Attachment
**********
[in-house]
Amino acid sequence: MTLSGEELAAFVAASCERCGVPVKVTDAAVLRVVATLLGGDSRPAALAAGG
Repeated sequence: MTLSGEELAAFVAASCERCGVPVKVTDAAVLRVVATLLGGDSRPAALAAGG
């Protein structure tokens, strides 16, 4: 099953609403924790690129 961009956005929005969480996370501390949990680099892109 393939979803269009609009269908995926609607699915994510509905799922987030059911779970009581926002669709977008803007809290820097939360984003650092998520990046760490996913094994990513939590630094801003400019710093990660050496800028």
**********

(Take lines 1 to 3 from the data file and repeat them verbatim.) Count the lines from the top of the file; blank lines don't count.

[in-house]
Amino acid sequence: MTLSGEELAAFVAASCERCGVPVKVTDAAVLRVVATLLGGDSRPAALAAGG
Repeated sequence: MTLSGEELAAFVAASCERCGVPVKVTDAAVLRVVATLLGGDSRPAALAAGG